Transforming Discipleship - Review

I picked up "Transforming Discipleship" based on the recommendation of The Canadian. His church is re-examining their discipleship model and I was sharing some of what I've been experiencing in life-on-life discipleship at McKinney over the past couple of years. He mentioned that "Transforming Discipleship" might really augment some of my thinking, so I was excited to pick it up.

Greg Ogden has spent the last couple of decades involved in intentional discipleship. As a part of a Doctor of Ministry project, he began to investigate different sized groups, from one-on-one to much larger groups, and came away feeling strongly that groups of 3 (triads) are the most effective.

The first half of Ogden's book pursues a biblical model for discipleship, looking mainly at the ministries of Jesus and Paul. One-on-one proponents often point to Paul's relationship with Timothy as the "biblical model" for discipleship, but Ogden shows compelling evidence that Jesus and Paul did not limit their discipleship to one-on-one relationships, especially with mature believers.

Knowing where he is going, there are times in the first half of the book that Ogden seems to argue that the triad method is the biblical method. This is especially apparent in the section where he talks about the Bible being a "method book" as well as a message book. I don't think that is Ogden's intent, but I think it is important to note that the Bible never commands us to use a specific method in making disciples; it simply tells us to do it. Whether you choose to use triads, small groups, or the life-on-life method, the biblical mandate is to involve others in intentional, accountable growth relationships centered around the Word of God and the person of Jesus. Ogden's book will help provide one way to do that, but certainly not the only acceptable way.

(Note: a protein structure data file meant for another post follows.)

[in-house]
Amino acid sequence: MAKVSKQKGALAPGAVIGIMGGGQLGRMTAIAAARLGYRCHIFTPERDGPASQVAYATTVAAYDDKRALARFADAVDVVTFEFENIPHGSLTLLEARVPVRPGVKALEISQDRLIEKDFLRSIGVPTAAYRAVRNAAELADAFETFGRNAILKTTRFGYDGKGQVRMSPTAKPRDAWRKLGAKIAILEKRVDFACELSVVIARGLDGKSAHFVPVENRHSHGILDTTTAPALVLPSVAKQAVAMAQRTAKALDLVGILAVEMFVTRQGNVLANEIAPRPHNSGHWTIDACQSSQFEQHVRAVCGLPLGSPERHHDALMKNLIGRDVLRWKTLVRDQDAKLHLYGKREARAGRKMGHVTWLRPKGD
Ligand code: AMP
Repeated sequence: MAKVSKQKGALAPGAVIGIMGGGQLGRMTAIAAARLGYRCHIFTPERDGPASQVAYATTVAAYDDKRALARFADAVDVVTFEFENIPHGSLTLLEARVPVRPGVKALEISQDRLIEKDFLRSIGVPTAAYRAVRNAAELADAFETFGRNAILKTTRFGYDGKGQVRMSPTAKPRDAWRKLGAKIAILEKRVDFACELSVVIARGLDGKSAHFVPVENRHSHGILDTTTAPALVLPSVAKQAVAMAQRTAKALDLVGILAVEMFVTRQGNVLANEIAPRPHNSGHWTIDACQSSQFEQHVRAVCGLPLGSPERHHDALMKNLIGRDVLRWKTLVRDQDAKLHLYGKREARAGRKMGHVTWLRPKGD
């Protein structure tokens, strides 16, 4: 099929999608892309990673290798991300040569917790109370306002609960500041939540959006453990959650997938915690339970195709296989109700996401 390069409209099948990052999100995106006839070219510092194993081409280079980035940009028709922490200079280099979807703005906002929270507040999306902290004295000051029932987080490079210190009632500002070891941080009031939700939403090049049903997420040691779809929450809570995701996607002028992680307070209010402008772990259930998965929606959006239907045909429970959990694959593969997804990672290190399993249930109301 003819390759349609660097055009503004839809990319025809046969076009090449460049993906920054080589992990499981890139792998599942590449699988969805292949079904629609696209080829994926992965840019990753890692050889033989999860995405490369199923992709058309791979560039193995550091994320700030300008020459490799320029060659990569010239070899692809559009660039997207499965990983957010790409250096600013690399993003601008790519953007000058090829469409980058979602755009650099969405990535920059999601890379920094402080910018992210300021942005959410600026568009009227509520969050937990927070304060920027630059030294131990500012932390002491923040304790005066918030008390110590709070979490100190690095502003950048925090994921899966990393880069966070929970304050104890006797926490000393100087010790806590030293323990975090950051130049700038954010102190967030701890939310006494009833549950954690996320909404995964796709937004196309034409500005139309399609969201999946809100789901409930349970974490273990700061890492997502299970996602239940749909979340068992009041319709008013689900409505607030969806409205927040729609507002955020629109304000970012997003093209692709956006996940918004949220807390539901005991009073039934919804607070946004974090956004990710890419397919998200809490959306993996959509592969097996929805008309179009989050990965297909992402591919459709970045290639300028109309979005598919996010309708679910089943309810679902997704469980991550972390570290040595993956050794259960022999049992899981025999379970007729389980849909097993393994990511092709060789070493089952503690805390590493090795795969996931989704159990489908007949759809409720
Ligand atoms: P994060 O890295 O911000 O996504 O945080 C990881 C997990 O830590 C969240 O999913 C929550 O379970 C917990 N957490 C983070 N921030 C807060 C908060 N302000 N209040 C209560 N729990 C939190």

Ogden argues that a one-on-one method might not be the best discipleship method because it places too much responsibility on the discipler, could result in dependency, provides limited dialogue, limits a disciple's growth to the strength and weaknesses of the mentor, and can be difficult for a disciple to feel confident reproducing. All of these are valid concerns of the life-on-life model, though they can be issues in triads as well.

"Transforming Discipleship" is a really well done book. All of my discipleship has been done using the life-on-life method, but I'm certainly open to experimenting with Ogden's method. Whether or not you land on Ogden's method specifically, you need to pay attention to his argument (and plea) for discipleship of some kind.

If you're considering how you can leave a legacy in the lives of people around you, whether you're a pastor or do ministry in the marketplace, this book needs to be one you have read.